Between an Aubergine and Asparagus Or: Requiem for AutumnPosted: February 19, 2011
Perhaps you’ll agree that the least inspiring season is that dangling period when winter loses its magic and the only hope for spring is the occasional dripping icicle. The promise of spring brings with it the promise of leeks, spring onions, asparagus, fiddle-heads, and mushrooms. But in February, March, and even April, these delights (at least in most of Canada) seem like a distant hope. Blizzard conditions can send you indoors to cook hibernation fare one day, while a surprise spike in the mercury can leave you craving pesto, salads, and Sauvignon Blanc the next. The season is filled with unsettling indecision about what to cook.
Autumn sits on the opposite end of this dangling season. Like spring, it is filled with endless varieties of fresh culinary inspirations, and like spring, it is impossible to recreate the appetites it stirs.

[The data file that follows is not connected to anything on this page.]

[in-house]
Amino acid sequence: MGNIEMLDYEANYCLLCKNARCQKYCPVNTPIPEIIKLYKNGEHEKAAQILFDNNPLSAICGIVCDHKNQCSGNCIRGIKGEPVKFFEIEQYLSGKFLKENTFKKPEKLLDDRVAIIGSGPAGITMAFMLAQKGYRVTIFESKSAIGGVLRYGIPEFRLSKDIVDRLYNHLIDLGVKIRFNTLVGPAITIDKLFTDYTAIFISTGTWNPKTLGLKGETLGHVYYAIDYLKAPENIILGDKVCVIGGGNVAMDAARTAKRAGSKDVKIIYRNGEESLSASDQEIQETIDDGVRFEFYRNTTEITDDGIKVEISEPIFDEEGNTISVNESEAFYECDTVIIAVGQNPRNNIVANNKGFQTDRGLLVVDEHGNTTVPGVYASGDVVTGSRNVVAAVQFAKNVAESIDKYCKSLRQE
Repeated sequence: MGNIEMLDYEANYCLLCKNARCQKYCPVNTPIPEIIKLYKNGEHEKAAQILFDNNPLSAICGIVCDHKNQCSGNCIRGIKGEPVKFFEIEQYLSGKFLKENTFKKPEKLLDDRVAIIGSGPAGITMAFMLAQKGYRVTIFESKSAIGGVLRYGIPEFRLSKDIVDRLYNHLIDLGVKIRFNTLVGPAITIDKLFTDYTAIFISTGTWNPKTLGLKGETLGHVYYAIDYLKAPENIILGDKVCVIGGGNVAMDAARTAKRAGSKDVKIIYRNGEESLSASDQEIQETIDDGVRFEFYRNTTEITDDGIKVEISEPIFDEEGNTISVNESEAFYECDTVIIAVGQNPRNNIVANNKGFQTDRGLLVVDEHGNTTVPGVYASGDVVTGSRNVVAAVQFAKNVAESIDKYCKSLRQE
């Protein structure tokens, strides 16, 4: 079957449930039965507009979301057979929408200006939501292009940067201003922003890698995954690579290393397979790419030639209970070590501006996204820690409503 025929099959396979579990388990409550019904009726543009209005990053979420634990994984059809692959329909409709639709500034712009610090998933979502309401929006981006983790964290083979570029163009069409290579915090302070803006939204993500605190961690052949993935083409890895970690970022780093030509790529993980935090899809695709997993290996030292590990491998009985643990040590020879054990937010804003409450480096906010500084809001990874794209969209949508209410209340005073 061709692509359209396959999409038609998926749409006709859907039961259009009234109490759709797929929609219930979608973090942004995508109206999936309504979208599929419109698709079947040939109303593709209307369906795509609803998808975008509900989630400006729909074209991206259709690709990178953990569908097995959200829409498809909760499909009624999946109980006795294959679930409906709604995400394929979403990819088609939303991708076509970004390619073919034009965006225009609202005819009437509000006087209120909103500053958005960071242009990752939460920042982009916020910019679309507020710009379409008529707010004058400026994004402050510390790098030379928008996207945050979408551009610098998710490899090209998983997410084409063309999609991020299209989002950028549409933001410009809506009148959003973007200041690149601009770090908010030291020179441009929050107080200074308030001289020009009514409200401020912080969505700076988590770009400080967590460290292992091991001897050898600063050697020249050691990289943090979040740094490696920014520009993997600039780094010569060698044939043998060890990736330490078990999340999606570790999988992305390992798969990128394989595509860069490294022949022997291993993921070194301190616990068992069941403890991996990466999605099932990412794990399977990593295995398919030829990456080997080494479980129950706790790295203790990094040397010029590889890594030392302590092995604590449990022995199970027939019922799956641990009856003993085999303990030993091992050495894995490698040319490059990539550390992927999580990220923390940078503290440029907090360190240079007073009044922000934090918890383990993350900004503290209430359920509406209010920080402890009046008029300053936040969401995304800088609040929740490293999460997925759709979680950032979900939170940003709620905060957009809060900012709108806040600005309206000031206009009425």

Corner Brook is a delightful place to be during the Autumn season. Just as the Humber Valley ripens into a New England-like, post-card-worthy tableau…
…so too, does the West Coast Farmer’s Market ripen with delights. The market is, by most comparisons, small, but it runs until late October and every week there’s something new to love and cook.
Like fresh eggplant and the local “Jam Man’s” raspberry jam:
Large tubs of Newfoundland Wildflower Honey:
Fresh tomatoes, perfect for a light salad with a few splashes of olive oil, balsamic vinegar and goat cheese:
Later in the season, the bounty expands:
Local apples, apple cider, and sweet, sweet pumpkins.
and delicious home-made pumpkin pie:
Oh, pumpkin pie, how we miss you.
Let’s not forget, autumn in Newfoundland is famously Moose-hunting season. And although you may only find the occasional Moose burger at the Farmer’s Market, you are likely to run into someone who will be only too willing give you a chunk of their beast for a delicious home-made Moose Bourguinon (eat your heart out, Julia Child):
Alas, for now, our counters lack the fresh wonders of autumn and its local market goods, and wait impatiently for the first signs of spring and all its delightful possibilities.